According to the Centers for Disease Control, in the United States during 2013, the last year data is available, 41,149 lives were lost to suicide.
That number represents 113 deaths per day or one death every 13 minutes. While that number is staggering, perhaps even more troubling is 9.3 million individuals in the United States have admitted to having suicidal thoughts in the past year.
Pettis County has seen an increase in the number of suicides over the last year.
In an effort to be proactive and work to raise awareness to help prevent the loss of life, an organization has been founded to help individuals, school districts and community and civic groups have an understanding of methods to help those in need.
Amanda Eisenbarth and Amanda Brown, two friends who became concerned with the increase in suicide, especially in the county, established the Memory Lane Foundation for Suicide Prevention in June.
“We both know families who have been affected by suicide,” Eisenbarth said. “We started to talk one day about a family in our community who lost a member to suicide and felt we should do something to try to help them.
“We always have a get together around the Fourth of July, and so we thought maybe we should see if we could get enough people together to do a county memorial walk,” Eisenbarth added. “Maybe something small like four miles with friends.”
As the women spoke to other friends and family, the idea, and the event itself, began to grow.
“I got in touch with Dr. Gary Kitto, because I felt we needed to have a psychiatrist at whatever we decided to do to be on hand to answer questions,” Eisenbarth added. “He put us in contact with other individuals and the response from the community has been overwhelming and everything has seemed to fall into place.”
The women organized the Memory Lane-It’s Not Always Easy Street 5K Run/Walk Sept. 12 on the Katy Trail. With the support of participants and sponsors, the event raised more than $10,000.
“We wanted to take one day to impact and help a family,” Brown said. “We never dreamed we would be able to help an entire community.”
One use for the funds will be to help individuals who are undergoing counseling and are unable to afford their co-payments at Burrell Behavioral Health and Pathways Community Health. The service will be for Pettis County residents who qualify under an established screening process.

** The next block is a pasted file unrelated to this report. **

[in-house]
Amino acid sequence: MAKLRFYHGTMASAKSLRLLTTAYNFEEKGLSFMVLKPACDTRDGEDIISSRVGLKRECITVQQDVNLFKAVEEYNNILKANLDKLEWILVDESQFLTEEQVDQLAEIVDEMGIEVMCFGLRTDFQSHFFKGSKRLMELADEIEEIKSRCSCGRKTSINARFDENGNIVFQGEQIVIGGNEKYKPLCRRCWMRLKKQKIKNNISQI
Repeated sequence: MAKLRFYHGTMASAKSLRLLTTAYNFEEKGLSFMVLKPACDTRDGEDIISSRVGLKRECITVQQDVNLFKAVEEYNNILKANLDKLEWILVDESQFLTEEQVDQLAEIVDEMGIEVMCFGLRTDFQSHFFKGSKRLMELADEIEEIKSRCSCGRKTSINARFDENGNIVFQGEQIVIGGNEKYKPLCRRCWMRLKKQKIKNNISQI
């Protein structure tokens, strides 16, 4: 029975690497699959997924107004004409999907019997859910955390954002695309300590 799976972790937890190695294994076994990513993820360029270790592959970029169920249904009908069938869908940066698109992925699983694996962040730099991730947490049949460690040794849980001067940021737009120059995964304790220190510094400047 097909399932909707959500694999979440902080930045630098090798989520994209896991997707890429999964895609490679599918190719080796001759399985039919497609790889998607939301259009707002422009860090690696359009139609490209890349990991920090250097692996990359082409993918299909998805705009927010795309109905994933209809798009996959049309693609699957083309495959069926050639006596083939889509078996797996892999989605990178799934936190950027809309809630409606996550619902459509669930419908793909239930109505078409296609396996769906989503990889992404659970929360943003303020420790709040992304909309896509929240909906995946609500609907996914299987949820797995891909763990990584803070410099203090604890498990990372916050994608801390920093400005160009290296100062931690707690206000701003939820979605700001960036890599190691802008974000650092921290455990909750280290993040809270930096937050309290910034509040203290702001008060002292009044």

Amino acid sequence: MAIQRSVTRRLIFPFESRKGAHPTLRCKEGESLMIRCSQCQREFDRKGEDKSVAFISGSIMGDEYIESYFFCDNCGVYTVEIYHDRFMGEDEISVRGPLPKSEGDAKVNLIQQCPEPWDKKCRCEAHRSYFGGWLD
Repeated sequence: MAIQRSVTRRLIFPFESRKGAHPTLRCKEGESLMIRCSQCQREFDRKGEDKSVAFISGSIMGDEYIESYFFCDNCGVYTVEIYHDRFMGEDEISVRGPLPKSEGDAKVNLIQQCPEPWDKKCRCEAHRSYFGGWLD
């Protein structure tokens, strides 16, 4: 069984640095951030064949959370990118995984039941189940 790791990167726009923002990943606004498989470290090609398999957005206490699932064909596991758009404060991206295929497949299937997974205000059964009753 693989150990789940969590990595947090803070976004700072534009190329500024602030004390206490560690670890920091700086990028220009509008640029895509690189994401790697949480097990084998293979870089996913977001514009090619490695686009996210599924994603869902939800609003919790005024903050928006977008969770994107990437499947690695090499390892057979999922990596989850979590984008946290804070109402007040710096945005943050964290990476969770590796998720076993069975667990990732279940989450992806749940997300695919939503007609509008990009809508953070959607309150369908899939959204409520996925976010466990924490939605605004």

“Our plan right now is to help provide two sessions a month for teens, one a month for parents and other adults and a monthly for family members who have lost a loved one to suicide,” Eisenbarth said.
The group also has plans to develop school programs to help students become more aware of signs that they or another may need help for their thoughts and feelings.
“We have contacted Smithton about starting the program there,” Eisenbarth said. “We wanted to start at a smaller district and grow the program from there.”
In its initial stage, the plan is to have staff training and then implement the program in grades seven through 12 in the health classes.
“We are developing a series of 20- to 30-minute presentations to be used in the schools or for other group presentations,” Eisenbarth added. “We are working with the school counselors and administration to finalize the details; so far the response has been positive.”
The organization is planning other events including monthly support meetings and plan to host a Yoga Night on Dec. 5 with instructor Nicci Funk.
“There are some incredible resources out there to help individuals,” Brown said. “If individuals are interested in learning more they may contact us on our Facebook page for links to other sites and resources.”
The Memory Lane Foundation’s email is [email protected]
“Amanda and I both feel that if we can help to save one person’s life, than we truly have done something,” Brown said.